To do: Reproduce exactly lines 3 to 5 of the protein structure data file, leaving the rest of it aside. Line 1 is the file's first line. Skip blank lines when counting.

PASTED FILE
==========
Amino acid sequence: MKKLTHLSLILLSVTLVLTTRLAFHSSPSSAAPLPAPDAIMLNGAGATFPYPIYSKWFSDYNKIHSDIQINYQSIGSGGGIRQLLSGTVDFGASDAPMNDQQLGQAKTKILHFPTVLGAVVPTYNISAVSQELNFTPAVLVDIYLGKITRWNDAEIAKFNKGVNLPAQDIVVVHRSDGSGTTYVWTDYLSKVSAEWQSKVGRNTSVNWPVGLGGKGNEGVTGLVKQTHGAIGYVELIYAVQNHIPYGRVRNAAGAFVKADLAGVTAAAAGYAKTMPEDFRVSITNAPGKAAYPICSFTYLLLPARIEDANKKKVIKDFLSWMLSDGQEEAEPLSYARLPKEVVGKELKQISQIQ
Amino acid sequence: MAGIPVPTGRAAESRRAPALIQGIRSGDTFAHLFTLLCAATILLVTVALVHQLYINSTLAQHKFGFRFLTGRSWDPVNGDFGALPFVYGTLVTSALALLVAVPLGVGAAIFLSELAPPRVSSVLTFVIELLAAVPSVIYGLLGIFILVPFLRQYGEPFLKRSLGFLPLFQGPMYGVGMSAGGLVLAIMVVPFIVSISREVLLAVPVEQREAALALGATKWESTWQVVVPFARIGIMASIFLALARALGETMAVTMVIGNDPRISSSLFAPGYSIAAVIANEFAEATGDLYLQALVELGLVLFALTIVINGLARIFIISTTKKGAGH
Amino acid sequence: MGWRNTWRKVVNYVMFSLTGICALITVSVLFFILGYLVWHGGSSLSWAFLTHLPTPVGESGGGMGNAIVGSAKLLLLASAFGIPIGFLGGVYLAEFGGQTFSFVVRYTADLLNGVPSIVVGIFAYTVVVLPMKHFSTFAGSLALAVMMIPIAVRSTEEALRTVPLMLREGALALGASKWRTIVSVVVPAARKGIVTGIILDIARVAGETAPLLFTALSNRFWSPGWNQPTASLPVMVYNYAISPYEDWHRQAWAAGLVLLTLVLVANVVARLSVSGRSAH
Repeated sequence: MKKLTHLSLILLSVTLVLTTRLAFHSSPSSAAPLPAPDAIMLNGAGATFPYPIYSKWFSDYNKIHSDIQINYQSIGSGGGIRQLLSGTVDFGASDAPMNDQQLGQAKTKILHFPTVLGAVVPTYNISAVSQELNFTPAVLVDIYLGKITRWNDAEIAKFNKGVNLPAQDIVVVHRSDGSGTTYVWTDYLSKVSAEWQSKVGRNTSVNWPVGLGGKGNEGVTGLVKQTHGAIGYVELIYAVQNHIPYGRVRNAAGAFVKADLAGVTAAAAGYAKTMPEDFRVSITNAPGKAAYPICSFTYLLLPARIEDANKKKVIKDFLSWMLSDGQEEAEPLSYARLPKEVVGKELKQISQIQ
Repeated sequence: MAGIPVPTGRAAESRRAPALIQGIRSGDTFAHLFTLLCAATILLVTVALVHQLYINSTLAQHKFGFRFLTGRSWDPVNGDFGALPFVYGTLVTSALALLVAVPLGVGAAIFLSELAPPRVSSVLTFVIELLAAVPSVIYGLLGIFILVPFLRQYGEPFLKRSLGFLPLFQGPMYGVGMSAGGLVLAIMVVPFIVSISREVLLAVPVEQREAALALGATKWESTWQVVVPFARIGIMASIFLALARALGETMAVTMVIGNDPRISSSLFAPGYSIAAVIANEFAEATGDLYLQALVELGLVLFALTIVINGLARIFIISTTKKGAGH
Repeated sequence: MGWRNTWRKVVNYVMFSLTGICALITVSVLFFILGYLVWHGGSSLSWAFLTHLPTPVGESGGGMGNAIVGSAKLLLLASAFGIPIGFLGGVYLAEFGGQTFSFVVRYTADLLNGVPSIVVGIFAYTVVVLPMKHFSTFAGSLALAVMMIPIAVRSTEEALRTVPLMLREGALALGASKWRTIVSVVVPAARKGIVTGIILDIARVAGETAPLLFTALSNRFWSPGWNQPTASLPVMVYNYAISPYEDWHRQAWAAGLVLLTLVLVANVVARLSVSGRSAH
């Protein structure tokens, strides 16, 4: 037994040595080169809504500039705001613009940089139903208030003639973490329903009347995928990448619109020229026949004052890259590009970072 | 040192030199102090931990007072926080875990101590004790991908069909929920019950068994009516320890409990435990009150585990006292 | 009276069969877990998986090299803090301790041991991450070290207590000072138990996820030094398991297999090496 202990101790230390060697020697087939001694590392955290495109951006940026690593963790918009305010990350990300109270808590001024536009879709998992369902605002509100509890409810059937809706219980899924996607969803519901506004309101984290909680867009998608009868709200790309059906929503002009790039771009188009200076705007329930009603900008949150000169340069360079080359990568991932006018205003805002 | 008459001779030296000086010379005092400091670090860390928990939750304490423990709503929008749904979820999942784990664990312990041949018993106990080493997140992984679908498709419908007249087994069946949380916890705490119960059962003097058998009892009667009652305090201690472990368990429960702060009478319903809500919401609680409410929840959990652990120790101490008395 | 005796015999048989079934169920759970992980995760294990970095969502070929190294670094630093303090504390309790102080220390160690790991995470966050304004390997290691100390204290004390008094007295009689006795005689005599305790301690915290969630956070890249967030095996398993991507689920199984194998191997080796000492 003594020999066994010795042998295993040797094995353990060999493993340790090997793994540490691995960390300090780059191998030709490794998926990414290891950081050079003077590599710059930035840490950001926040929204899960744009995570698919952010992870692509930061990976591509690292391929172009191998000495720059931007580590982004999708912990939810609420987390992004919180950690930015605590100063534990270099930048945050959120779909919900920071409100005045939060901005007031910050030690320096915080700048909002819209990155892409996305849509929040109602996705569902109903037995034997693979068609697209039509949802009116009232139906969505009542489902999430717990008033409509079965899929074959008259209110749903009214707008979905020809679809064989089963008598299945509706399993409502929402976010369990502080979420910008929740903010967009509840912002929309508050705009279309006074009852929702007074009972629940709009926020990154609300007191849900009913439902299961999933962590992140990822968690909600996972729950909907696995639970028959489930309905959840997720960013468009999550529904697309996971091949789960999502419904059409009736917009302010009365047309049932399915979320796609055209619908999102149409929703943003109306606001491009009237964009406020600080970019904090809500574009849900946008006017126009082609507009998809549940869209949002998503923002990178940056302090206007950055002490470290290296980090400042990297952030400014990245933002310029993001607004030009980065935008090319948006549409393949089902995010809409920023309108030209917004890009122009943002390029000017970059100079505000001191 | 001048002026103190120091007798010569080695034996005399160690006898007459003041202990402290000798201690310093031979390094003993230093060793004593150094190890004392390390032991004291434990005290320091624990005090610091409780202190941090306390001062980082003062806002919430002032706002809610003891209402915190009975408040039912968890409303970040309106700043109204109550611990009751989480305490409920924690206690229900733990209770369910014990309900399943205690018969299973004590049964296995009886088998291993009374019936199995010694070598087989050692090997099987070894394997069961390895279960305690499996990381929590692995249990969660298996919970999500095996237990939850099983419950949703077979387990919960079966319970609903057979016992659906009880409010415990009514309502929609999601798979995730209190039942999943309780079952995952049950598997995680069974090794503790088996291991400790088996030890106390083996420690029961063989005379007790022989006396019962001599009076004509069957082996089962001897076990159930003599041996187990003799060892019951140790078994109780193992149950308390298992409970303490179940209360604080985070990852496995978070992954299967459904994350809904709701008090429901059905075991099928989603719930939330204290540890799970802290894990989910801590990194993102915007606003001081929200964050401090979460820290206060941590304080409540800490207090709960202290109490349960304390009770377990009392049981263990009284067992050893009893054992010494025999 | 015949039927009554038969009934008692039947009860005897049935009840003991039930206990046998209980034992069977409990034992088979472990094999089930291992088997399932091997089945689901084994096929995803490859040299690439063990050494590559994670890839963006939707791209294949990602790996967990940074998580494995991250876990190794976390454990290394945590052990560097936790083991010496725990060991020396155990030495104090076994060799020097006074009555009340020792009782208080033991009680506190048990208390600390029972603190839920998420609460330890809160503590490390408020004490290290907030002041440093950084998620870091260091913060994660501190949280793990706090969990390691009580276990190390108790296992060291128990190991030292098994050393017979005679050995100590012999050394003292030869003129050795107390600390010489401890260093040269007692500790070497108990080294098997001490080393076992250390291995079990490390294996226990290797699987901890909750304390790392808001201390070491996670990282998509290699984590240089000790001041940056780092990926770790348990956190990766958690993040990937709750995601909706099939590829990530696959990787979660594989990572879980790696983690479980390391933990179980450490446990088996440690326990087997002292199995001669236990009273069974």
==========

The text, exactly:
Amino acid sequence: MGWRNTWRKVVNYVMFSLTGICALITVSVLFFILGYLVWHGGSSLSWAFLTHLPTPVGESGGGMGNAIVGSAKLLLLASAFGIPIGFLGGVYLAEFGGQTFSFVVRYTADLLNGVPSIVVGIFAYTVVVLPMKHFSTFAGSLALAVMMIPIAVRSTEEALRTVPLMLREGALALGASKWRTIVSVVVPAARKGIVTGIILDIARVAGETAPLLFTALSNRFWSPGWNQPTASLPVMVYNYAISPYEDWHRQAWAAGLVLLTLVLVANVVARLSVSGRSAH
Repeated sequence: MKKLTHLSLILLSVTLVLTTRLAFHSSPSSAAPLPAPDAIMLNGAGATFPYPIYSKWFSDYNKIHSDIQINYQSIGSGGGIRQLLSGTVDFGASDAPMNDQQLGQAKTKILHFPTVLGAVVPTYNISAVSQELNFTPAVLVDIYLGKITRWNDAEIAKFNKGVNLPAQDIVVVHRSDGSGTTYVWTDYLSKVSAEWQSKVGRNTSVNWPVGLGGKGNEGVTGLVKQTHGAIGYVELIYAVQNHIPYGRVRNAAGAFVKADLAGVTAAAAGYAKTMPEDFRVSITNAPGKAAYPICSFTYLLLPARIEDANKKKVIKDFLSWMLSDGQEEAEPLSYARLPKEVVGKELKQISQIQ
Repeated sequence: MAGIPVPTGRAAESRRAPALIQGIRSGDTFAHLFTLLCAATILLVTVALVHQLYINSTLAQHKFGFRFLTGRSWDPVNGDFGALPFVYGTLVTSALALLVAVPLGVGAAIFLSELAPPRVSSVLTFVIELLAAVPSVIYGLLGIFILVPFLRQYGEPFLKRSLGFLPLFQGPMYGVGMSAGGLVLAIMVVPFIVSISREVLLAVPVEQREAALALGATKWESTWQVVVPFARIGIMASIFLALARALGETMAVTMVIGNDPRISSSLFAPGYSIAAVIANEFAEATGDLYLQALVELGLVLFALTIVINGLARIFIISTTKKGAGH